GIRES, Stonewall, Good Law Project and 20+ major LGBTQ+ organisations unite to spark international review of UK’s human rights body. Recent devastating public statements from the Equality and Human Rights Commission (EHRC) are not just a betrayal of LGBTQ+ people and a specific attack on trans people. They fundamentally undermine their core purpose of regulating, promoting and upholding human rights.
And recent revelations, if true, show that the EHRC is planning to restrict trans people’s long-established rights through draft guidance that limits trans people’s rights to spaces and services that match their gender.
This recent and significant change in stance on trans rights is in stark contrast to international human rights law. The EHRC is working against the human rights of people it should be protecting.
We believe it is therefore no longer fit for purpose as a National Human Rights Institution.
GIRES along with other LGBTQ+ chartities have submitted a 19-page dossier of evidence to the United Nations that reveals the numerous ways the EHRC now falls short of the international minimum standards required of effective, credible National Human Rights Institutions.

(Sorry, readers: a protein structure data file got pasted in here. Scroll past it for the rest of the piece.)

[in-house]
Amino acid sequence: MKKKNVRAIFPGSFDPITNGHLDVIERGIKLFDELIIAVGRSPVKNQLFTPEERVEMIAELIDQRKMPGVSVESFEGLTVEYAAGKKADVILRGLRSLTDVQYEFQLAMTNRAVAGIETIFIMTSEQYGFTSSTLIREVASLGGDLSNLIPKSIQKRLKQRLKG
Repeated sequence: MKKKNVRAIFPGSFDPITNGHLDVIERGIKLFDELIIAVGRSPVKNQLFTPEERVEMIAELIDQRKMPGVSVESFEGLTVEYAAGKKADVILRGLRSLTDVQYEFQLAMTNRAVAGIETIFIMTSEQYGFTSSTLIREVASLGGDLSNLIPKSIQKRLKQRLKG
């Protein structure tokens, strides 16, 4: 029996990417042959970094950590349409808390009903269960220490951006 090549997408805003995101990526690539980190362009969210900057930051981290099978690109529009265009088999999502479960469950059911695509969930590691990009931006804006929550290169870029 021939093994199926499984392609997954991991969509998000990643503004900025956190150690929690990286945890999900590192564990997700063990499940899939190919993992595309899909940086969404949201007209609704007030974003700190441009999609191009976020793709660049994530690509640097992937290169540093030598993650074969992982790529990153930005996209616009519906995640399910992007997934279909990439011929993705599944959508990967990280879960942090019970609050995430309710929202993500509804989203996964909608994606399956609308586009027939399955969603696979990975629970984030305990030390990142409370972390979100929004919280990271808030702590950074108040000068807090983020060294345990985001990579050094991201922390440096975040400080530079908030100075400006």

The dossier, submitted in coalition with more than 20 other LGBTQ+ and trans focused charities and human rights bodies, calls for a review into the EHRC’s ‘A’ status as a National Human Rights Institution.
You can support our international efforts by campaigning here in the UK. Sign our petition, on Stonewalls website, to the Prime Minister Boris Johnson to ensure that trans people’s long-established rights under the Equality Act are protected.
All of us need our human rights protected and upheld. This is a fundamental value that rises above the politics of the day. That is why the United Nations has robust mechanisms in place internationally to ensure that national human rights institutions (NRHIs) can operate independently of the changing priorities of any government.
These are known as the Paris Principles – the minimum standards required for NHRIs to meet to be considered effective and credible. For an NRHI to achieve an ‘A’ status, which allows them to participate at the UN Human Rights Council, they must be fully compliant with these principles.
We believe that recent statements made by the EHRC, Great Britain’s NHRI, indicate that they can no longer be considered compliant with the Paris Principles, and are no longer fit for purpose as a national human rights institution.